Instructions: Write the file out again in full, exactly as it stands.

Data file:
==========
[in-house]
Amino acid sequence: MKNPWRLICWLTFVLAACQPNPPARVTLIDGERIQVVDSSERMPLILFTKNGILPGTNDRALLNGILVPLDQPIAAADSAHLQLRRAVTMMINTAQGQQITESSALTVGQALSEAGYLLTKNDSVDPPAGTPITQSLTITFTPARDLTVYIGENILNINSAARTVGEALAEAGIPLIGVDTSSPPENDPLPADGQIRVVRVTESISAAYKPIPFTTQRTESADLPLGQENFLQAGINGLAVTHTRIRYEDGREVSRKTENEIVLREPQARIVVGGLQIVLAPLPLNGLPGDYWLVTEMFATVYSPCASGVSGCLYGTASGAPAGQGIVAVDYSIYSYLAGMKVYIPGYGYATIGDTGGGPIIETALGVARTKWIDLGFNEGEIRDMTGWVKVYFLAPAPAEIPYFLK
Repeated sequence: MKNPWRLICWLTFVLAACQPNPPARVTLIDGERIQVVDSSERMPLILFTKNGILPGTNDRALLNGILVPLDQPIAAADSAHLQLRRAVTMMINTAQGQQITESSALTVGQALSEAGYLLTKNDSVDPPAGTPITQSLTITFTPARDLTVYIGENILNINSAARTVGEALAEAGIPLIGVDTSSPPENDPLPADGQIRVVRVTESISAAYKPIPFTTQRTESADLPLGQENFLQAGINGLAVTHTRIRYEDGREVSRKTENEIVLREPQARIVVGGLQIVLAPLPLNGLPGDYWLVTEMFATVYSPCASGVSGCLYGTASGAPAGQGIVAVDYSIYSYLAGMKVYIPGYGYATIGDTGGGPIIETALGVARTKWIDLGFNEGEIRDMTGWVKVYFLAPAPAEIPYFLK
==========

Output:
[in-house]
Amino acid sequence: MKNPWRLICWLTFVLAACQPNPPARVTLIDGERIQVVDSSERMPLILFTKNGILPGTNDRALLNGILVPLDQPIAAADSAHLQLRRAVTMMINTAQGQQITESSALTVGQALSEAGYLLTKNDSVDPPAGTPITQSLTITFTPARDLTVYIGENILNINSAARTVGEALAEAGIPLIGVDTSSPPENDPLPADGQIRVVRVTESISAAYKPIPFTTQRTESADLPLGQENFLQAGINGLAVTHTRIRYEDGREVSRKTENEIVLREPQARIVVGGLQIVLAPLPLNGLPGDYWLVTEMFATVYSPCASGVSGCLYGTASGAPAGQGIVAVDYSIYSYLAGMKVYIPGYGYATIGDTGGGPIIETALGVARTKWIDLGFNEGEIRDMTGWVKVYFLAPAPAEIPYFLK
Repeated sequence: MKNPWRLICWLTFVLAACQPNPPARVTLIDGERIQVVDSSERMPLILFTKNGILPGTNDRALLNGILVPLDQPIAAADSAHLQLRRAVTMMINTAQGQQITESSALTVGQALSEAGYLLTKNDSVDPPAGTPITQSLTITFTPARDLTVYIGENILNINSAARTVGEALAEAGIPLIGVDTSSPPENDPLPADGQIRVVRVTESISAAYKPIPFTTQRTESADLPLGQENFLQAGINGLAVTHTRIRYEDGREVSRKTENEIVLREPQARIVVGGLQIVLAPLPLNGLPGDYWLVTEMFATVYSPCASGVSGCLYGTASGAPAGQGIVAVDYSIYSYLAGMKVYIPGYGYATIGDTGGGPIIETALGVARTKWIDLGFNEGEIRDMTGWVKVYFLAPAPAEIPYFLK